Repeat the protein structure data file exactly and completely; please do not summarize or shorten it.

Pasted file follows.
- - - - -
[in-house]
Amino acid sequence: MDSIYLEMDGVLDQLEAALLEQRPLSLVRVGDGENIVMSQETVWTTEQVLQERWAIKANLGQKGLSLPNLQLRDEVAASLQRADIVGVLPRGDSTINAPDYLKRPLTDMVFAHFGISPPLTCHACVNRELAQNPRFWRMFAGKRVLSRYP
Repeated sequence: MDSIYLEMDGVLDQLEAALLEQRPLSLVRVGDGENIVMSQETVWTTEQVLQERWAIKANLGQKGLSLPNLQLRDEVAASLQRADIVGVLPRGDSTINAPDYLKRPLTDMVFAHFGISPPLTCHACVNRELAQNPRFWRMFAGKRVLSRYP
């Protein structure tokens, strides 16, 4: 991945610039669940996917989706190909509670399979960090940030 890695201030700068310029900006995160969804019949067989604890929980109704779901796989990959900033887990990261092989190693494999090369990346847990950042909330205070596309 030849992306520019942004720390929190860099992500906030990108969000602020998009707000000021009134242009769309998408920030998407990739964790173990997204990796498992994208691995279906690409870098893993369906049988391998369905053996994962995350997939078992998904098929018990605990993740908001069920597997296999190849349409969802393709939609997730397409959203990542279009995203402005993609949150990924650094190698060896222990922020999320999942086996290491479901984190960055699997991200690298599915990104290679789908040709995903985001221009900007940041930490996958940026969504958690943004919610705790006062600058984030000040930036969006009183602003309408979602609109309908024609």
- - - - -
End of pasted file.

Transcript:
[in-house]
Amino acid sequence: MDSIYLEMDGVLDQLEAALLEQRPLSLVRVGDGENIVMSQETVWTTEQVLQERWAIKANLGQKGLSLPNLQLRDEVAASLQRADIVGVLPRGDSTINAPDYLKRPLTDMVFAHFGISPPLTCHACVNRELAQNPRFWRMFAGKRVLSRYP
Repeated sequence: MDSIYLEMDGVLDQLEAALLEQRPLSLVRVGDGENIVMSQETVWTTEQVLQERWAIKANLGQKGLSLPNLQLRDEVAASLQRADIVGVLPRGDSTINAPDYLKRPLTDMVFAHFGISPPLTCHACVNRELAQNPRFWRMFAGKRVLSRYP
């Protein structure tokens, strides 16, 4: 991945610039669940996917989706190909509670399979960090940030 890695201030700068310029900006995160969804019949067989604890929980109704779901796989990959900033887990990261092989190693494999090369990346847990950042909330205070596309 030849992306520019942004720390929190860099992500906030990108969000602020998009707000000021009134242009769309998408920030998407990739964790173990997204990796498992994208691995279906690409870098893993369906049988391998369905053996994962995350997939078992998904098929018990605990993740908001069920597997296999190849349409969802393709939609997730397409959203990542279009995203402005993609949150990924650094190698060896222990922020999320999942086996290491479901984190960055699997991200690298599915990104290679789908040709995903985001221009900007940041930490996958940026969504958690943004919610705790006062600058984030000040930036969006009183602003309408979602609109309908024609």